|Mother: 'Eric did
not die in vain'
By Stan Finger
June 16, 2002
The moment came for Janet Patterson on a steamy Wednesday afternoon nearly three years after her oldest son put a handgun to his temple and pulled the trigger.
"For the first time, I feel like Eric did not die in vain," she said quietly in front of the Adams Mark Hotel downtown.
She and her husband, Horace, had come to the U.S. Conference of Catholic Bishops' annual meeting to talk to whoever would listen about the life and death of their son, who committed suicide in 1999 at 29.
Months earlier, he had confessed that he had been molested by a priest while he was an altar boy in their hometown of Conway Springs, southwest of Wichita.
On the day they arrived in Dallas for the bishops' conference, the media swarmed around the Pattersons like bees.
Janet had been secretly dreading the onslaught since she accepted the invitation of the Survivors Network of those Abused by Priests, a victims' advocacy group, to attend.
"I was so terrified of the TV cameras," she said. "I just thought I'd freeze, like a deer caught in the headlights."
But that didn't happen.
"I was completely at peace," she said, almost in disbelief, after the last of dozens of interviews. "I wasn't nervous at all."
The Pattersons have been a focal point at the bishops' conference this past week.
They were part of a group that met with the bishops' Ad Hoc Committee on Sexual Abuse and with four cardinals. And they have appeared on ABC, NBC, CBS, Fox, CNN and a Spanish-language network.
"I don't even know how many TV channels we've been on," Janet said. "I can't even keep track of it."
When SNAP director David Clohessy addressed the general assembly of bishops Thursday, he unclipped a laminated photograph of Eric from the neck cord he was wearing and passed it around to the more than 200 bishops in attendance.
As they gazed at the tall, rail-thin young man in a suit, Clohessy told the bishops that four other men, all altar boys for the same priest that Eric said abused him, had also committed suicide.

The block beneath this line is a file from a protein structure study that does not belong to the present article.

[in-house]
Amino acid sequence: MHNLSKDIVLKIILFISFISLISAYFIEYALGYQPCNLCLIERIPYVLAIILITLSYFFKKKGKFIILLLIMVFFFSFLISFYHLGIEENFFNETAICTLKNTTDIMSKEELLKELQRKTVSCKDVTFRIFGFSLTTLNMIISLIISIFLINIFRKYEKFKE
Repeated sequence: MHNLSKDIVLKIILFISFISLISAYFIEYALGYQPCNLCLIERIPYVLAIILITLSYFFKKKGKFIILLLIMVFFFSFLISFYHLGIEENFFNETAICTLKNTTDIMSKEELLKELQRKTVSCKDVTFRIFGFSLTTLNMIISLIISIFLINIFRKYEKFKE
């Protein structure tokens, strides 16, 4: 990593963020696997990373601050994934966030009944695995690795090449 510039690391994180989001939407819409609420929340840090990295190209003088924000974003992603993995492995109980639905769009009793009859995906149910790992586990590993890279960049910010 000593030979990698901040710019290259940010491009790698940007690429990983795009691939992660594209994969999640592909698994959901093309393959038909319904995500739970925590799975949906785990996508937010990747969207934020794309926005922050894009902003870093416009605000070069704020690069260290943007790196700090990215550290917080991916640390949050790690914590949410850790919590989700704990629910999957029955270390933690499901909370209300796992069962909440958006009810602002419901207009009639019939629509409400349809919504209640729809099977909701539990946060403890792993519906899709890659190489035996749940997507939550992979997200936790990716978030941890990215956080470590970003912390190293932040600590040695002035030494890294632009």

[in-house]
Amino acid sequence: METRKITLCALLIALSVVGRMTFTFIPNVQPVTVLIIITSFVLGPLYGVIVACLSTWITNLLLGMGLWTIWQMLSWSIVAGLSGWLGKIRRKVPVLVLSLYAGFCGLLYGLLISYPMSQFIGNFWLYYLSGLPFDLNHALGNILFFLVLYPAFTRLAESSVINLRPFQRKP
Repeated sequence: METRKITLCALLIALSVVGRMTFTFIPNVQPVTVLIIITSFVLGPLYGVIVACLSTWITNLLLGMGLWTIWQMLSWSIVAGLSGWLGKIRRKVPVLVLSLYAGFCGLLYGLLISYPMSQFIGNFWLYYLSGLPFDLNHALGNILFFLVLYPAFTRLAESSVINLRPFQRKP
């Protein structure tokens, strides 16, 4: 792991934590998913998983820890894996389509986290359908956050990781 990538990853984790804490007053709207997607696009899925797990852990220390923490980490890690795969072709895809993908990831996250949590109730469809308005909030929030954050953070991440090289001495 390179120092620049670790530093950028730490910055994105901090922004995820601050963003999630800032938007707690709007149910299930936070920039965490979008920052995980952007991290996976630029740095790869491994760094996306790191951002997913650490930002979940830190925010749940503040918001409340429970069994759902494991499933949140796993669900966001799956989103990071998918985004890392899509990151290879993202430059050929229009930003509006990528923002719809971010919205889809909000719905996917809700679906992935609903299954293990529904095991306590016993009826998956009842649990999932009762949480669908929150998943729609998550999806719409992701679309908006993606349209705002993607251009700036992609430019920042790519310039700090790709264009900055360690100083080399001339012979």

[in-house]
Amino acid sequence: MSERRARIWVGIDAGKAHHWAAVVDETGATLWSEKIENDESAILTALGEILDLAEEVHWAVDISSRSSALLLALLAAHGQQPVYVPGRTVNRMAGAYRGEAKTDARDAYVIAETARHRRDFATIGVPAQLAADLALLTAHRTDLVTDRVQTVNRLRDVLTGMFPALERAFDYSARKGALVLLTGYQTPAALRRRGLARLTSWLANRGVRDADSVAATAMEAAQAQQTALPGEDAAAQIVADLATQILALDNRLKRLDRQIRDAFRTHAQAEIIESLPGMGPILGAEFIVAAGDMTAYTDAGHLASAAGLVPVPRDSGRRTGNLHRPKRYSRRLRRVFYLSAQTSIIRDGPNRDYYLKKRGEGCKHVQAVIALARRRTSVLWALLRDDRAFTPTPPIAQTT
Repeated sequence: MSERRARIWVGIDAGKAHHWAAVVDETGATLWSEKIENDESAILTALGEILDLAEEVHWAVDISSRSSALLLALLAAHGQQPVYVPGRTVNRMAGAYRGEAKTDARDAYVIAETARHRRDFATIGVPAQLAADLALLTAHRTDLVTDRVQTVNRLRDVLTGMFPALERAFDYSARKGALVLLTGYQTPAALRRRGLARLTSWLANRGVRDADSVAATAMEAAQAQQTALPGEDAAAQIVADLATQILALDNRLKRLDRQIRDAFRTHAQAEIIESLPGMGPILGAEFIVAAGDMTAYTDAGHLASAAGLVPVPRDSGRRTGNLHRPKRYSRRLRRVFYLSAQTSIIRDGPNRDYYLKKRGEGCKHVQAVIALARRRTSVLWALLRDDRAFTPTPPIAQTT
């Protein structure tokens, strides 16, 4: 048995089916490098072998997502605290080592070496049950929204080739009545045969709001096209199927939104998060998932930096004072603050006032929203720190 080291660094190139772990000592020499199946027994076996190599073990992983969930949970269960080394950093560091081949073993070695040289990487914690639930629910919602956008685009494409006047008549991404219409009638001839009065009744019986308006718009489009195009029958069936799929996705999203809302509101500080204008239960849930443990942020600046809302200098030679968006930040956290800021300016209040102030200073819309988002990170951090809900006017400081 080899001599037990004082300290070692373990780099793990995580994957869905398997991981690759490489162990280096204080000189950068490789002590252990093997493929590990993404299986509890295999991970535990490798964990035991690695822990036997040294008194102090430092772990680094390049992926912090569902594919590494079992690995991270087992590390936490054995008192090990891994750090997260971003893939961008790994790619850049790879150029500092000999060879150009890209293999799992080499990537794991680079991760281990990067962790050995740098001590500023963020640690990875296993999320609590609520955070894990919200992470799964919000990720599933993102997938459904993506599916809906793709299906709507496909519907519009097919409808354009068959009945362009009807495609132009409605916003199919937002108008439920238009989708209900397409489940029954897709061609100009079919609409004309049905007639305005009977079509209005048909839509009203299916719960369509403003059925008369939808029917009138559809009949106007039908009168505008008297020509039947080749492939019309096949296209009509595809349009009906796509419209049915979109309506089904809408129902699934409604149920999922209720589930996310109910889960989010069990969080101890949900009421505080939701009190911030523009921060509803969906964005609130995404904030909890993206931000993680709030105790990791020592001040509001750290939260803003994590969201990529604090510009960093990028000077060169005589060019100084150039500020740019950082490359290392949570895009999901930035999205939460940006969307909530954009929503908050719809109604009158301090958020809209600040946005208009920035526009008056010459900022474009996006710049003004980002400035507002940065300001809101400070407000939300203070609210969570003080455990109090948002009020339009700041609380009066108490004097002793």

"It has been very therapeutic for both of us," Horace admitted. "But I'd still give anything not to have to be here," because it would mean Eric would still be alive.
While the media attention has been invaluable, the Pattersons say, what crystallized their sense of mission was meeting Clohessy and other clergy sexual abuse victims that they had only talked to on the phone or via e-mail.
One woman flew to Dallas from Oregon just to meet Janet.
"She and her husband had literally saved my life. There's no doubt in my mind," said the woman, who did not want her name used because she still hasn't told family members of the 13 years of sexual abuse she endured at the hands of a now-dead priest.
"It's amazing... They're heroes," she said.
She'd had the sleeping pills on the bed all day and set out razor blades as well. But something made her go to the Internet and type in the words "clerical sexual abuse." There were two hits: SNAP's Web site and the "we are alert" Web site and hot line the Pattersons had set up after Eric's death.
She called the hot line and asked: "Who are you?"
She bonded with Janet immediately, she said, because they are both teachers and because they understood each other's pain.
"When Janet and I were talking, I could feel her son in the room," she said. "I just felt like he wasn't dead. His spirit is so much alive and impacting so many other lives."
The clergy abuse survivors she has met have inspired her, Janet said.
"The spirituality that emanates from the victims is palpable," she said. "You can feel it. They may not go to church anymore, many of them, but they are still very spiritual people."
The bishops' conference wrapped up Saturday with a special prayer session, but the Pattersons won't return to Conway Springs until today. They stayed for SNAP's leadership training sessions this weekend, and there's yet another network television appearance scheduled this morning.
Janet has agreed to serve for now as SNAP's representative for the state of Kansas.
"We'll keep telling our story to anyone who wants to listen," she said. "If, by getting the word out about what happened to our son helps keep even one Eric or Erica out there from committing suicide, then it'll be worth it."
Over and over, SNAP leaders and others have described the Dallas meeting as a beginning, not an ending, because the true test of meaningful changes in the Catholic Church will come in the days ahead.
For the Pattersons, however, Dallas marks the culmination of a journey from heartbreak and disillusionment to enlightenment and a clear sense of purpose.
"This," Janet said, "has really been a journey of faith."
Reach Stan Finger at 268-6437 or email@example.com.
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